Last Watchdog asked Adam Bosnian, executive vice president at CyberArk – the company that pioneered the market – to put into context how much can be gained by prioritizing privilege in today’s dynamic, fast-evolving digital business landscape. Here are excerpts edited for clarity and length:

LW: Why is privileged access management so important?

Bosnian: Privileged access has become the fulcrum of the success or failure of advanced attacks. Nearly 100 percent of all advanced attacks involve the compromise of privileged credentials.

This is a mounting challenge for organizations because privileged accounts exist and ship in every single piece of technology, including servers, desktops, applications, databases, network devices and more.  …more

Q&A: Why emerging IoT platforms require the same leading-edge security as industrial controls

By Byron V. Acohido

The heyday of traditional corporate IT networks has come and gone.

In 2019, and moving ahead, look for legacy IT business networks to increasingly intersect with a new class of networks dedicated to controlling the operations of a IoT-enabled services of all types, including smart buildings, IoT-enabled healthcare services and driverless cars.

Related podcast: Why the golden age of cyber espionage is upon us

This coming wave of IoT networks, architected to carry out narrowly-focused tasks, will share much in common with the legacy operational technology, or OT, systems long deployed to run physical plants — such as Industrial Control Systems (ICS,)  Supervisory Control and Data Acquisition (SCADA ,) Data Control System (DCS,) and Programmable Logic Controller (PLC.)

The global cybersecurity community is keenly aware of these developments and earnest discussions are underway about how to deal with the attendant security exposures. This includes a rising debate about the efficacy of the Common Vulnerability Scoring System, or CVSS.  Initially introduced in 2005, CVSS is a framework for rating the severity of security vulnerabilities in software.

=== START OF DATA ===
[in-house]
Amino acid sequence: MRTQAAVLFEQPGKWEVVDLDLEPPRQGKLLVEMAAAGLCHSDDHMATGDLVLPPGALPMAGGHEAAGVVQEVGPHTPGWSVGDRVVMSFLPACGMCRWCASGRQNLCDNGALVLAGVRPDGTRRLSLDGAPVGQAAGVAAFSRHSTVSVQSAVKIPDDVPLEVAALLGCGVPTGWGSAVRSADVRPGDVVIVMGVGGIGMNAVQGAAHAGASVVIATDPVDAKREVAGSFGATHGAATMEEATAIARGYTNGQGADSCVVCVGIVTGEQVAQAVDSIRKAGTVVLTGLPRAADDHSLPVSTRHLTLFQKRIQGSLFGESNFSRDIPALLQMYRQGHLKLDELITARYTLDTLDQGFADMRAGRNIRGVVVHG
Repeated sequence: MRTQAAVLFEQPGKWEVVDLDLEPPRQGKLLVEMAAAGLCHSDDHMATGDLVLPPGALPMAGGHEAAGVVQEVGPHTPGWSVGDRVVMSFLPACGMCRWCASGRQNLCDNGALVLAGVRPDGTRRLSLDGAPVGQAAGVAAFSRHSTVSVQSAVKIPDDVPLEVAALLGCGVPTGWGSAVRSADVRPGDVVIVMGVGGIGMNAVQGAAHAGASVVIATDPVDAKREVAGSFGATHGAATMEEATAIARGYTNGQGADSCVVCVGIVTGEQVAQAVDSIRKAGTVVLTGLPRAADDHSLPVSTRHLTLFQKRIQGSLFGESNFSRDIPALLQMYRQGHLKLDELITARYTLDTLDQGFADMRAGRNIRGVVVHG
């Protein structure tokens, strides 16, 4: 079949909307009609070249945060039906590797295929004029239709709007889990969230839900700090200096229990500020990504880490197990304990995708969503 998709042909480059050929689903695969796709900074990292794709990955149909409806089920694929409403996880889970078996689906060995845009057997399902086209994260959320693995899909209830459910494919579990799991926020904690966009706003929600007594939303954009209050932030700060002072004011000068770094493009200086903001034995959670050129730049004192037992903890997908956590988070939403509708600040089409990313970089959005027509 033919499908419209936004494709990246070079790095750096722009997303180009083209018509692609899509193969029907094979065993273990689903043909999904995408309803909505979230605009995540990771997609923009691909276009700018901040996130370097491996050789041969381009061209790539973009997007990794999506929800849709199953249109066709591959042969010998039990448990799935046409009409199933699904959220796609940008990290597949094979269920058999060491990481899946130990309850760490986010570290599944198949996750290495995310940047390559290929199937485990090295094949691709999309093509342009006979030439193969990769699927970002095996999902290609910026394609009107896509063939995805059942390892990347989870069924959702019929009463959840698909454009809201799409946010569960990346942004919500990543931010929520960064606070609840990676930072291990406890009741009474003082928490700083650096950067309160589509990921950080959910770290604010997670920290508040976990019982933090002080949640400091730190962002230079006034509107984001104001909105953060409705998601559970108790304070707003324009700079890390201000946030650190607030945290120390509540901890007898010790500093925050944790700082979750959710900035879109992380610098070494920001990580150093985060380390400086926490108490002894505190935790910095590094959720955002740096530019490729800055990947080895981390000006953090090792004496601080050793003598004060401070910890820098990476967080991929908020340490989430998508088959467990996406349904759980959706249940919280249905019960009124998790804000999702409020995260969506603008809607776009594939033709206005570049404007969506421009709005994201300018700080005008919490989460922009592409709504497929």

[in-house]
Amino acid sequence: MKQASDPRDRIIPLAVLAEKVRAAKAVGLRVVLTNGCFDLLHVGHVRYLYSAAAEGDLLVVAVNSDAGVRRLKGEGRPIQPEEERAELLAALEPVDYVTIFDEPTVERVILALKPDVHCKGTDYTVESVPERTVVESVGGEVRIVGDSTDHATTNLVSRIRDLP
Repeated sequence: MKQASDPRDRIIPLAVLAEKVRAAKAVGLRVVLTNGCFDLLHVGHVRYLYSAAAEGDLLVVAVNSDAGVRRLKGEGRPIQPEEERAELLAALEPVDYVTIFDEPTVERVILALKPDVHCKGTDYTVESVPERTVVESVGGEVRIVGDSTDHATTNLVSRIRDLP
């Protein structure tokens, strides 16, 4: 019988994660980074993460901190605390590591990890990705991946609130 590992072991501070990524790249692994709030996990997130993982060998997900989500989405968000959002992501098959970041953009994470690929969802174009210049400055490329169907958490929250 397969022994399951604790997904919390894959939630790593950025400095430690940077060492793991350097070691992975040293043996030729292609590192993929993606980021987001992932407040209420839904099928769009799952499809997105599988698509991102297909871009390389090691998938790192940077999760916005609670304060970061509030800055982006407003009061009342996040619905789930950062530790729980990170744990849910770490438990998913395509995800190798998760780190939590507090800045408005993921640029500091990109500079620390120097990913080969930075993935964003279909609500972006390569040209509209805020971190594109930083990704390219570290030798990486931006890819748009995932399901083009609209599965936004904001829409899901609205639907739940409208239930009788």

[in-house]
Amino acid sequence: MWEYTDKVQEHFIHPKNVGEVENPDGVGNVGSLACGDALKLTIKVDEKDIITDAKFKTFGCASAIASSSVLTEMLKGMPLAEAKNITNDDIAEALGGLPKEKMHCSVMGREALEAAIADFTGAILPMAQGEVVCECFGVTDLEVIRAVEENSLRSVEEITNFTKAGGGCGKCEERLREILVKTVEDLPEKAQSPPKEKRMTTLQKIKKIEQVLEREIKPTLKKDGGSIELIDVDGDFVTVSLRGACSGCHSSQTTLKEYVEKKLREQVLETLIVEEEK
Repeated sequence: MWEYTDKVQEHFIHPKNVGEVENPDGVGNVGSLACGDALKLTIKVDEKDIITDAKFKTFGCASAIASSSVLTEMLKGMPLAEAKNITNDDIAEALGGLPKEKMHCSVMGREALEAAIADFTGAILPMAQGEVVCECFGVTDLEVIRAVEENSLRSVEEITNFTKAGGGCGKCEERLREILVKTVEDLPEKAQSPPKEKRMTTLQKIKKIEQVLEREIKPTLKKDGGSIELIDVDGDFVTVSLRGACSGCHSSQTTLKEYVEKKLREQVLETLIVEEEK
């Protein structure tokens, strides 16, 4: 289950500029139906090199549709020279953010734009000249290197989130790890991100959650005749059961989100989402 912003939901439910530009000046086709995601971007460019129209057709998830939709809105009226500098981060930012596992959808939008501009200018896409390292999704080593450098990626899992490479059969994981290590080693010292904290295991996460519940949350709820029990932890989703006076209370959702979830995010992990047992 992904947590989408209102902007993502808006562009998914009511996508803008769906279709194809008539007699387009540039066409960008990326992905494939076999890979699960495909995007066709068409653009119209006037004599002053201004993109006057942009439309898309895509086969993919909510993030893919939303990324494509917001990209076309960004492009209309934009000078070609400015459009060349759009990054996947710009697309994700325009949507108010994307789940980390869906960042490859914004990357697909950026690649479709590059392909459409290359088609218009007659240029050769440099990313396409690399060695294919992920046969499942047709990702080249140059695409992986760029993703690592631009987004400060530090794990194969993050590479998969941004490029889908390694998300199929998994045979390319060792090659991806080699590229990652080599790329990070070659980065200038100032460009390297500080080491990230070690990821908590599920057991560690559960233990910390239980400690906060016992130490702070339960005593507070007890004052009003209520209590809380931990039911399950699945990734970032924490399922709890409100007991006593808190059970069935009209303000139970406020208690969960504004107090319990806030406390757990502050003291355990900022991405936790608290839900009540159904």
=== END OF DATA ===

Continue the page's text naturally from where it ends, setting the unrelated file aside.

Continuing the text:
Last Watchdog recently sat down with a couple of senior executives at Radiflow, a Tel Aviv-based supplier of cybersecurity solutions for ICS and SCADA networks, to get their perspective about how NIST and ICS-CERT, the two main organizations for disclosing and rating vulnerabilities, are sometimes not aligned. Radiflow currently is conducting this survey to collect feedback from IT and OT professionals about the ramifications of this conflict.

Radiflow expects to release its survey findings in late January. This is not just another arcane tussle among nerdy IT professionals. New vulnerabilities and exposures are part and parcel of accelerating the deployment of vast distributed systems, fed by billions of IoT sensors. And they must be fully addressed if digital commerce is to reach its full potential. Here are excerpts of my discussion about this with Radiflow’s CEO Ilan Barda and CTO Yehonatan Kfir, edited for clarity and length:

LW: As we move forward with digital transformation and the Internet of Things, is it becoming more urgent to think about how we protect OT systems?

Barda: Yes. The risks are growing for two reasons. One is the fact that there are more and more of these kinds of OT networks, …more

GUEST ESSAY: The case for engaging in ‘threat hunting’ — and how to do it effectively

By Mike James

Modern cyber threats often are not obvious – in fact it is common for them to lurk inside a business’ systems for a long time without anyone noticing. This is referred to as ‘dwell time’, and a recent report from the Ponemon Institute indicates that the average dwell time is 191 days.

Related podcast: The re-emergence of SIEMs